Looking ahead, a rebound in growth looks likely. The negative impact of rising energy prices on incomes should fade and the labour market is robust. The first-quarter strength in business investment may not be repeated. Capacity utilisation is relatively low, domestic business profits have fallen relative to GDP and the manufacturing PMI has slipped. Thus, in our view, we do not foresee the start of a period with much stronger growth than the trend of recent years.


Our global GDP-weighted manufacturing PMI fell by a notch in April. Both in manufacturing and services, the average PMI rose in developed economies, but it slipped in emerging markets. In manufacturing, the China PMI barely held above 50, but it was also weak in Mexico and Russia. Especially in Russia, the manufacturing PMI has been trending down, which may be related to falling commodity prices. In services, there were slowdowns in China and India.

In developed economies, the US manufacturing PMI has now fallen for three straight months. The eurozone and Japan are holding up much better. Services PMIs in the US have increased.

From all this data, our concerns centre on China, where growth has stabilised and even accelerated recently, but only with substantial monetary and fiscal stimulus. Both are fading at the moment. With PMIs now falling, we are closely watching for any impact of monetary tightening on China, and by extension on commodity-producing emerging markets.


After a good start, the number of US companies that surprised positively on net profit has moderated, but remains above average. On revenues, while more companies are reporting surprisingly good figures, the extent of the overshoot has been modest. We are seeing a similar pattern in earnings expectations: more analysts are revising their estimates upwards, but the improvements they expect are more modest. And US equities have actually been rising faster than earnings growth would justify.

In Europe, the percentage of companies surprising positively on revenues is quite impressive. Earnings look strong too: 67% of companies that have reported so far exceeded expectations for net income. The actual earnings growth rate is a massive 40.7% YoY.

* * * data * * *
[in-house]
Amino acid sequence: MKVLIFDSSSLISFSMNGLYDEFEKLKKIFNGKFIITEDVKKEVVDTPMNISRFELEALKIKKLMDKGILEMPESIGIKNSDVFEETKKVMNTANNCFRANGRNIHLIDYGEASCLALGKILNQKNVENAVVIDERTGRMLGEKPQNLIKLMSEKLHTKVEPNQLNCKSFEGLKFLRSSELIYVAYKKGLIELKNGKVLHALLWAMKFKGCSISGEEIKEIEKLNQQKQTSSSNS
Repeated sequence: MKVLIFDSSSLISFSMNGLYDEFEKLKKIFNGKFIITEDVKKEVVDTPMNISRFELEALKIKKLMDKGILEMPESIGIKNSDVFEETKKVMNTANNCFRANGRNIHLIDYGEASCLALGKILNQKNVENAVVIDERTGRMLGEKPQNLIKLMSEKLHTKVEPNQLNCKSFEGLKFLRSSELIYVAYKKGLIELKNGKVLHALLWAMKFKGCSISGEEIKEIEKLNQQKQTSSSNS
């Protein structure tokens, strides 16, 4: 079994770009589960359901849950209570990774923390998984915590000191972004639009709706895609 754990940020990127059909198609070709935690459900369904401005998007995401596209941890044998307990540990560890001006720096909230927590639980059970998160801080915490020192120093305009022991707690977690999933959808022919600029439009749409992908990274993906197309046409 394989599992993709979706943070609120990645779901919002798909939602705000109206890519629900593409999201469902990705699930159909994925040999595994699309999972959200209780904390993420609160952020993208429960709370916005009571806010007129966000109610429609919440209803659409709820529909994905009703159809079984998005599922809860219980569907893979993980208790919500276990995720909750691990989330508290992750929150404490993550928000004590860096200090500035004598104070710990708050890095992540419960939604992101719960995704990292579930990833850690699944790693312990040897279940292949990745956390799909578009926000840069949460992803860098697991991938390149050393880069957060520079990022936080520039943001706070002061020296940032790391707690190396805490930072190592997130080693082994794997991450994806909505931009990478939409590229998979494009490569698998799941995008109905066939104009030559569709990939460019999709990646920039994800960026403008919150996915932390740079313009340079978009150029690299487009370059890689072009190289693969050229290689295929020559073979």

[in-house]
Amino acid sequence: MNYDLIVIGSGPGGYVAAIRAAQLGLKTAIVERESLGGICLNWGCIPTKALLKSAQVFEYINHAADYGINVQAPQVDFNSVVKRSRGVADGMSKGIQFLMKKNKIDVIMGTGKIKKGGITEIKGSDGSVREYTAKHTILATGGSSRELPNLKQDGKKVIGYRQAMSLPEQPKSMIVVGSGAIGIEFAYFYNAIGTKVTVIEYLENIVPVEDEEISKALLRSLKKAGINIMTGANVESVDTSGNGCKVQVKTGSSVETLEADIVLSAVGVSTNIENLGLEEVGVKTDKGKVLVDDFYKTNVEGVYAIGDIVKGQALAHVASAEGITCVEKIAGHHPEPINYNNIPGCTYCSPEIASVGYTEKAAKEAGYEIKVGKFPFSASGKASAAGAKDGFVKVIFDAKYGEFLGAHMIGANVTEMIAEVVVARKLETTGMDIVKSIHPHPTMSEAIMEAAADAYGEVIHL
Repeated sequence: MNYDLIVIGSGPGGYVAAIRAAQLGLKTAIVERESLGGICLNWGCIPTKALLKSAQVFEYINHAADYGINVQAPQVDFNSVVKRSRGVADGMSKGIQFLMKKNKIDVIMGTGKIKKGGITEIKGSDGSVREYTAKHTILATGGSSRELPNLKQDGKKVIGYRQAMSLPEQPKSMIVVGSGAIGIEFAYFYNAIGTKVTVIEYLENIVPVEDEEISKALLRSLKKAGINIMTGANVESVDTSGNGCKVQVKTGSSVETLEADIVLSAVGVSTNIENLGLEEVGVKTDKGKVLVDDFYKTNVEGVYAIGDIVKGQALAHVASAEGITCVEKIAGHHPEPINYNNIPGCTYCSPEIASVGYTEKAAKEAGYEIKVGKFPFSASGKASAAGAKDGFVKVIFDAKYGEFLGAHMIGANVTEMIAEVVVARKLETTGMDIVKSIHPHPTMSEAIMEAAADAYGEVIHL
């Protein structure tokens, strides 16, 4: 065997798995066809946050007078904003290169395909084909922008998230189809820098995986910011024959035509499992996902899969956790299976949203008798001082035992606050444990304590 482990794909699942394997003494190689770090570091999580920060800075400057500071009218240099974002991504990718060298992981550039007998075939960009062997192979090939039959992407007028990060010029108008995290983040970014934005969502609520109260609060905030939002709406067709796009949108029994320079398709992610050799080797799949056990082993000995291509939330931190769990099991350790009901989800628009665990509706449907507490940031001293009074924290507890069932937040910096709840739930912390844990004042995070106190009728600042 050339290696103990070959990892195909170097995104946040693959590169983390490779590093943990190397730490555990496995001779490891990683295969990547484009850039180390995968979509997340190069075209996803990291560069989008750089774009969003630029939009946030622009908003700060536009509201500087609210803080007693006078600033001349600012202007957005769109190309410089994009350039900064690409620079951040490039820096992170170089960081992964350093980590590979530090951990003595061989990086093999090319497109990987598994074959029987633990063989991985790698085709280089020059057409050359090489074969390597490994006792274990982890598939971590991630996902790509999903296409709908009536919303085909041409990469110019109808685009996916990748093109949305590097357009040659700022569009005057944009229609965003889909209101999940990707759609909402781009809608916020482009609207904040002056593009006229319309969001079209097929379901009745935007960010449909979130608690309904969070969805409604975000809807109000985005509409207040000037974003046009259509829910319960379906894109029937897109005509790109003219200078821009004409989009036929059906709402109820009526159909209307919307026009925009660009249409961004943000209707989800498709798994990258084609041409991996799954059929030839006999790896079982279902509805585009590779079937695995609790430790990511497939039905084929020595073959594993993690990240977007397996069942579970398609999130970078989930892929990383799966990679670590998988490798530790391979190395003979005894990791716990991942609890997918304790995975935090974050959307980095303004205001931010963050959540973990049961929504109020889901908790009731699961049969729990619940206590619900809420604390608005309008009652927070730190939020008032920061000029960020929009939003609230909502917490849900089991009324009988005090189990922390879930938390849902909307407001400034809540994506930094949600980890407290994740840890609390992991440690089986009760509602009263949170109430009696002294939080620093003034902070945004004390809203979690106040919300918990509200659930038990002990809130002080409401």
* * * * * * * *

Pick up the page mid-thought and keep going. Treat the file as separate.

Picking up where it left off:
We would not extrapolate these numbers. There are favourable base effects and the strength is concentrated in a limited number of sectors. In the US, mostly in energy and basic materials, financials and information technology; in the eurozone, in energy and even more so in financials.

Developed equities look overvalued, most obviously in the US, followed by Europe, and less so in Japan and the UK. However, we think UK earnings expectations are too high and should come down. We look more positively on Europe, where equities are not cheap, but improving earnings expectations are reasonable. We regard the economic cycle and monetary policy as more favourable, as well as earnings revisions, earnings momentum and actual market momentum. Japan scores favourably on the earnings outlook, earnings momentum and monetary policy, but in recent weeks, Japanese equity prices have not fallen on yen strength. So we have not changed our underweight in developed equities.


While we have doubts about the fundamental strength of emerging markets, as expressed in our underweight in hard currency debt versus US Treasuries, we also see positive developments. The US Federal Reserve should increase its policy rates only gradually, while the US dollar has retreated somewhat, removing some risks for emerging currencies, which we on average also see as undervalued. In large part, this – and relatively high real interest rates in a number of the emerging markets – justifies the overweight in local currency debt versus US Treasuries. We see monetary policy as broadly supportive, mostly so in Brazil and Russia, where falling inflation should enable the central bank to cut interest rates.